Imbler’s Natural Helpers works to inspire both leadership and kindness

IMBLER – Students have control over their school’s environment as much as teachers, staff and parents do. In theory, by acknowledging and encouraging strong or positive character traits within parts of a student body, kids can help foster a more supportive atmosphere for everyone involved. The Imbler School District is giving this concept a renewed try with their own take on the Natural Helpers Program.

For those unfamiliar, the Natural Helpers Program is, in a basic sense, a national initiative in schools to identify and encourage students of strong character and morals and provide them with the guidance and direction needed to act as student leaders. These student leaders can in turn work to improve the atmosphere of the school, and hopefully, the mental health of their peers, through a variety of ways. Natural Helpers was originally founded during the 1940s, with Imbler previously hosting a version of the program from 1998 to 2001.

In practice, new natural helpers aren’t just cut loose after being given a basic course in kindness and how to identify a fellow student in need. Rather, students and staff involved meet monthly during Imbler’s Enrichment Fridays to train, pitch ideas, and decide on areas of focus that can best benefit students and the school. According to Imbler’s school counselor Rheadean Hays, who founded the current Imbler Natural Helpers Program:

“It’s really including all school organizations by bumping up school spirit and encouraging each other with community commitment or involvement, usually by having some kind of kindness challenges for the month. That is an area that our 16 natural helper leaders have decided to focus on, school spirit, kindness, activities, challenges, and then positive imagery for the school campus. That could look like posters, positive and empowering thoughts, working on more counseling, bulletin boards, that kind of thing.”

As mentioned, the program is starting out with 16 natural helper students: four 7th graders, 3 8th graders, 2 freshman, 2 sophomores, 3 juniors and 2 seniors. Leadership wise, Natural Helpers consists of three volunteer staff members: Rheadean Hays herself, Jen Goodman (Imbler’s Librarian), and Lori Walker (a paraprofessional for the high school). In addition, Imbler’s ag/shop teacher JD Cant and high school English teacher Kathy Christensen act as faculty advisors, providing “invaluable insight to what’s going on at Imbler,” as stated by Hays.

When it comes to actual activities, Natural Helpers plan to make Imbler’s campus a more visually welcoming place in addition to a socially inviting one. Part of this effort is the creation of “soft spaces,” as Hays described them. This involves beautifying the school through flowers, bench and table decorations, and positive messages placed around to create more welcoming spaces for students to congregate. Another activity is to make decorative snowflakes out of paper sacks and hang them throughout the buildings. The hope is for smaller actions such as these to help improve the mood on campus overall.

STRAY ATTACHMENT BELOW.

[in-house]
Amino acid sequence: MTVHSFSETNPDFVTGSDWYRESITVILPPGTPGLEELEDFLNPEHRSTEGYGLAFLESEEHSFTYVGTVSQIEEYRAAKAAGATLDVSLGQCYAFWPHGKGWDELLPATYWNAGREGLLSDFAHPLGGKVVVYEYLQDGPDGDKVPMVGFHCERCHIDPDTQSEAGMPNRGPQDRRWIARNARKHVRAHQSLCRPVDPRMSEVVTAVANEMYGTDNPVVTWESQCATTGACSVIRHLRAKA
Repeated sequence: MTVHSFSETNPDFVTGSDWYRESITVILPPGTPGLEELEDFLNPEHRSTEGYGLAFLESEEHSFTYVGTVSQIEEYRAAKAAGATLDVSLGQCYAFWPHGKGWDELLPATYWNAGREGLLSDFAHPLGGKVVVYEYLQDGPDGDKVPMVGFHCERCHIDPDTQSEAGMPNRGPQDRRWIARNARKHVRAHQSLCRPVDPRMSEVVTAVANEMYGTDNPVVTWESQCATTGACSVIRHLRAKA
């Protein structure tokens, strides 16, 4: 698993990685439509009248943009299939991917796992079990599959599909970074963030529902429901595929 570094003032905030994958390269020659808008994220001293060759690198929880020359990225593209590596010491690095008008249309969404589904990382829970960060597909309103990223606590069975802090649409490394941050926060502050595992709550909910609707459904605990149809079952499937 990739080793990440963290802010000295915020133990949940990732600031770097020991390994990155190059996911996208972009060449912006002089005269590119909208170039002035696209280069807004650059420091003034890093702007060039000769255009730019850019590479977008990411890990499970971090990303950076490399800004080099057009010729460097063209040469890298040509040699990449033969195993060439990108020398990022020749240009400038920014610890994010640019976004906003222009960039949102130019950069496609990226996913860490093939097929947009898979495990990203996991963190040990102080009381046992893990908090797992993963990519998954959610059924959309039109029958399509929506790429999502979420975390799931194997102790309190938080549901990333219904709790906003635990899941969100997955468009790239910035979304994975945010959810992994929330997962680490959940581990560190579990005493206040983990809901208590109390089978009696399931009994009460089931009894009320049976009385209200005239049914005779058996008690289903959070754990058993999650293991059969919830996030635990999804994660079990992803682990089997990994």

On a more serious note, another goal of Natural Helpers is to assist with student mental health and even the topic of suicide. As explained by Hays:

“The Natural Helpers, besides giving recognition for good kids, is also meant to help me out a little bit with bringing skills into the student body to help prevent suicide. So, this group is something that is coming out of Senate Bill 52 to help support our suicide prevention and intervention. The last couple of years we spent really bringing in skills for teachers, offering the Question, Persuade, Refer, QPR training to really help prevent and talk about suicide.”

Another facet of this mental health push is to encourage students, including the Natural Helpers themselves, to have people they can confide in along with lessons in how to manage stress. As Hays described it:

“The other goal of mine through this group is to make sure each kiddo has their go-to people, like friends and or teachers that they really feel supported by and identifying that for each kiddo in the school.”

Other activities and points of focus will be decided as the program further evolves, which it is likely to do significantly. While Natural Helpers is an old program and has been tried at Imbler before, the current effort is more grass roots and limited in scope compared to the national program. The Imbler initiative is also the only Natural Helpers program in Union County as of the time of writing. This isn’t to say Natural Helpers lacks support but, as Hays put it, “we’re building the bicycle as we ride it.” It’s a program for students, being built by students.

While there are some talks of fundraisers and private donations, the program is still working on a long-term source of funding. The focus over the coming months is to figure out the basic activities, a finalized training routine, and decide on the best topics to focus on, both for the helpers and the students they hope to help. Whether or not this help comes from an inspirational poster or a heart-to-heart talk between peers, the Natural Helpers and the school staff supporting them are already hard at work. As best described by Hays:

“What I saw at our retreat is kids really turning those masks around, you know, being authentic to themselves. I saw a lot of confidence just kind of blossom and a lot of connections made. They realize they’re not alone; they do have each other.”